An Introduction to Make: Projects

Uploaded by makemagazine on May 26, 2011

So let’s say you’ve made this great new project and you want to share it with the
world. And not just what it is, but how to make it. After all, part of the fun of being
a maker is sharing what you made and how you made it. Luckily, we have Make Projects for
this purpose and I want to show you around a little bit.
So what is Make Projects? It’s a free how-to community from MAKE magazine where you can
find step-by-step instructions for tons of projects. Not only can you post your own how-to
guides, but because it’s a wiki, you can also make tweaks to existing guides.
First, let’s browse around the site a bit. You can explore project topics here, check
out featured projects here and then down here are the newest and most popular projects.
Let’s explore a project now. At the top is an introduction to a project and below
that is the list of materials and tools you need.
If you want to print the instructions, use the PDF feature to get a nicely formatted
version of the entire project. Or, if you have a tablet, you can pull it up on that.
You can also embed a project onto your own site, if you want.
The step-by-step instructions are here, along with nice large photos. Did you notice that
“edit” link? You can submit improvements to a project that way. While anyone can edit,
only approved edits become public. That approval process depends upon the person’s reputation
in the system, which is gained over time.
So let’s get started. After you’ve created an account and logged in, click “Contribute”
and then “Create New Project.” You can submit instructions for a specific project,
or a general technique. Then choose a topic. Keep in mind that a particular topic can be
under multiple areas. For example, the topic soft circuits in under Craft and Electronics,
so if you choose that, under either area, the project will appear in both areas. You
can optionally select a secondary topic.
Next, choose a a title. Make it as clear short and simple as possible.
Then write a summary. This is like a subheading for your project.
Then write a short introduction for your project. You can use wiki formatting here to make headings,
text formatting and even embed video or photos. Here’s what the wiki code looks like to
embed a video. Below that, add flags to your project. Flags add properties to it such as
“unpublished” to keep it private and “in progress” to let everyone know you’re
still making adjustments.
After you save that, check out the meta data page. Here you can enter the time required,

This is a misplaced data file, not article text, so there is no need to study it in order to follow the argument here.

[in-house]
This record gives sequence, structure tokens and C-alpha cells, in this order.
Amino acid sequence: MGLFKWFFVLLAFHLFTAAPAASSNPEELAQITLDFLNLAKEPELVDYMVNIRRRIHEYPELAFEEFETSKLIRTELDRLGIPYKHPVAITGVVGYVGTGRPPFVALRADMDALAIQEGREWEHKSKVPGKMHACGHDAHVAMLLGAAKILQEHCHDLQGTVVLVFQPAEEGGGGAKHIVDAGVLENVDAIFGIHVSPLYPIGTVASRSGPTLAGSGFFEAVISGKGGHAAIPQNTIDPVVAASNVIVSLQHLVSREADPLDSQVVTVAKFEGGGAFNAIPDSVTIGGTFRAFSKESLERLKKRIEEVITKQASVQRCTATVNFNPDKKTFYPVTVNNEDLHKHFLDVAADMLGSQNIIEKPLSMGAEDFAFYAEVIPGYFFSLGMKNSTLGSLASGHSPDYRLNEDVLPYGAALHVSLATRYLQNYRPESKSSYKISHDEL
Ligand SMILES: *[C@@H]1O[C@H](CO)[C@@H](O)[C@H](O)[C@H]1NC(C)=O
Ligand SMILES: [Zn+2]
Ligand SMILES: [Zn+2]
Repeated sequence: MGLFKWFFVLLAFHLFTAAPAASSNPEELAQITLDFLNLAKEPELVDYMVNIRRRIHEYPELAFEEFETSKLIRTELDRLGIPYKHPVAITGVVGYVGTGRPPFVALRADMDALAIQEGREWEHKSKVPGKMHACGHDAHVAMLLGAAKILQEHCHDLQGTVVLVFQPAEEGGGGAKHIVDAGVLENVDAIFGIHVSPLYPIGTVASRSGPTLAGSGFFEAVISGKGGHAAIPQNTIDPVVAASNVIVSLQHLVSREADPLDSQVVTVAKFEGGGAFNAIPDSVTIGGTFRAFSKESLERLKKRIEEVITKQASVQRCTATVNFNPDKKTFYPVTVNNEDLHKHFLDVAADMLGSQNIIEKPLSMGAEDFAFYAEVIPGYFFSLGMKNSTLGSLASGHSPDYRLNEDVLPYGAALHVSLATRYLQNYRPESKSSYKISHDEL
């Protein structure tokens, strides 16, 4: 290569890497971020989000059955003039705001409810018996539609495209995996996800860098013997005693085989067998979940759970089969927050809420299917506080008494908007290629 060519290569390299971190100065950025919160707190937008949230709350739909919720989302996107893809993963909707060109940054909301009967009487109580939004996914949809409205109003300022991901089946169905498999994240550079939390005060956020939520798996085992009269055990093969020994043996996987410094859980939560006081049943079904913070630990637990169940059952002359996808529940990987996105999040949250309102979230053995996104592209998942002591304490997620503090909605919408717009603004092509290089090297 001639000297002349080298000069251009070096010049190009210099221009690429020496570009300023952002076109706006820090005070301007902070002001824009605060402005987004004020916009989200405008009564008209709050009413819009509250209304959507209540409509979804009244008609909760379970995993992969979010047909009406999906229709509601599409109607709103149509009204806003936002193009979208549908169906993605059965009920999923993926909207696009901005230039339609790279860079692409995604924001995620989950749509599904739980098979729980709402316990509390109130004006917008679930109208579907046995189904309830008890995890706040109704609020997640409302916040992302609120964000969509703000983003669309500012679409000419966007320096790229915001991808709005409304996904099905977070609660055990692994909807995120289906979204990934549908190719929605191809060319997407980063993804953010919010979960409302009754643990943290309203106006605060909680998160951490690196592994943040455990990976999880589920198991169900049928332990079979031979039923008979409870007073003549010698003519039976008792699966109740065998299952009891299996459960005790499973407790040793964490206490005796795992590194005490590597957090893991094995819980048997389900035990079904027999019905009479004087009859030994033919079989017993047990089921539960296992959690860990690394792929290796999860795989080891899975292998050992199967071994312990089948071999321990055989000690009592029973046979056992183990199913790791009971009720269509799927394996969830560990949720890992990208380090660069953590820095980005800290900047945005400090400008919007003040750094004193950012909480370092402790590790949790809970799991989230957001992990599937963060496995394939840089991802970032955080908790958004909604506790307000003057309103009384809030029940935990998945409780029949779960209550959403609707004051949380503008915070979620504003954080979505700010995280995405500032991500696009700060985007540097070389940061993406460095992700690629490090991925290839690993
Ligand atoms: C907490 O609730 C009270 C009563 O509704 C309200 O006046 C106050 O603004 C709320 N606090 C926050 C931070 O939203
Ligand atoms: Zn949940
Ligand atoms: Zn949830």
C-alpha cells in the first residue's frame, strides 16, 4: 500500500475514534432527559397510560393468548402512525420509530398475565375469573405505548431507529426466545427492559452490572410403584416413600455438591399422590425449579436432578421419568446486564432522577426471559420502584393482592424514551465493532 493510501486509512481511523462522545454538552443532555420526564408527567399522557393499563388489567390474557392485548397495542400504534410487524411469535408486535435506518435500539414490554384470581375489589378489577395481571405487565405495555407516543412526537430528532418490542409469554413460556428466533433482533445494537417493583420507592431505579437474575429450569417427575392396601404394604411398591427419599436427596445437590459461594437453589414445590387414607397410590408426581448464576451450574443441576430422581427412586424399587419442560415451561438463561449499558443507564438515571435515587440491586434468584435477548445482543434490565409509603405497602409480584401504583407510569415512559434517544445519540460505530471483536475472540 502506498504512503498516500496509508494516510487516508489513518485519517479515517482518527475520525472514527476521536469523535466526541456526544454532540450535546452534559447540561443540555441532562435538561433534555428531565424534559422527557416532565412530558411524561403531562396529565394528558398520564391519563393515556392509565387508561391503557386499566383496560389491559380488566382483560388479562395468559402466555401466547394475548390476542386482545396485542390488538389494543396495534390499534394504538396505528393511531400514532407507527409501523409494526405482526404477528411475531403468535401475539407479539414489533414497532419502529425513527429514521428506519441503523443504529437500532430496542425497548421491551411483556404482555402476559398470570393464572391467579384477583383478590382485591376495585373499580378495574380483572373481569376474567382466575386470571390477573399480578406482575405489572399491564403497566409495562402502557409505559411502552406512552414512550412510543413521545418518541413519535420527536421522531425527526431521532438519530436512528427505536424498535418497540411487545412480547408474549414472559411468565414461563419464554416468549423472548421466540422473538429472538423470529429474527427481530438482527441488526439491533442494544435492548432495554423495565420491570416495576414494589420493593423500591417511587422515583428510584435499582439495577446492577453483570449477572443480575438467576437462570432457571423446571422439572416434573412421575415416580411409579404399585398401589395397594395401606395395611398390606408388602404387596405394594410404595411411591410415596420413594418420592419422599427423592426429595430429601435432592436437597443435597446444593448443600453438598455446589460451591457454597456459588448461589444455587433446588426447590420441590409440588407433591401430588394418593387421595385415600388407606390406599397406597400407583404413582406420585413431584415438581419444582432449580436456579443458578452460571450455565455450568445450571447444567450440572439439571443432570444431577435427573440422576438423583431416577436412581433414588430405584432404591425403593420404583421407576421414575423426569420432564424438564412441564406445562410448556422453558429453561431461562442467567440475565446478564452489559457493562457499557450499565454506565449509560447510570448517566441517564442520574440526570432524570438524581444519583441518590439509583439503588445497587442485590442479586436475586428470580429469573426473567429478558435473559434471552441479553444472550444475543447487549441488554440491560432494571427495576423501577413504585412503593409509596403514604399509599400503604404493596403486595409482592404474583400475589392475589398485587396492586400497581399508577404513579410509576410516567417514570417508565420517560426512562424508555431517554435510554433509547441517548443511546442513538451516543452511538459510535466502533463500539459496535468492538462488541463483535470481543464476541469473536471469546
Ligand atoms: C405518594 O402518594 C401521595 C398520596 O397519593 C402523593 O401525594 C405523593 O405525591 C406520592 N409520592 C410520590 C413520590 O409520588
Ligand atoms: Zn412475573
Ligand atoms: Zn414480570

the difficulty, a prerequisite guide and then any tools and parts. There’s already a very
large parts and tools database, so when you start to type a part or tool, it may pop up.
Now let’s talk about taking photos of our build. Since documenting a project can sometimes
mean taking photos of small details, I recommend a point and shoot camera with a macro mode,
or a macro lens on a camera that takes interchangeable lenses. This will allow you to make very tight
close ups on small details. You’ll also want to take your photos in landscape, like
this, not in portrait mode so that the picture fits nicely into the page layout. If you do
take a photo in portrait mode, you’ll be able to crop it down from within Make: Projects.
Upload those photos by clicking on the images tab and then choose files, you can select
multiple files by clicking on the first, holding shift and then clicking on the last. The images
must be at least 800 by 600 pixels and you’ll have a chance to crop them down, if necessary.
Set the main image for your project by dragging it out of the images bin and into the block
here. Now drag one of the images for the first step here. Let go when it turns dark green.
Now let’s write out the instructions for this step. To set the title, type it in next
to the first bullet point, click on the bullet and then select “Make Title” to set it
as the title for that step.
Then outline that step by adding a bullet point for each detailed step within that main
Simply click here to add a new step.
If you want to rearrange your steps, go to the main page of your project, select edit
and then drag the steps by the number into the new order. Be sure to click save.
When your project is ready for the world to enjoy, be sure to remove the in progress and
unpublished flags so that people know it’s complete and that it appears in the different
project areas and in searches.
Now all you have to do is go out and share your brand new project guide.
So that’s just a basic overview of Make: Projects. The best way to learn is to just
jump right in and start to start to add your own projects. And if you’re looking for
inspiration, check out all the projects that are available in all the different areas.
So long!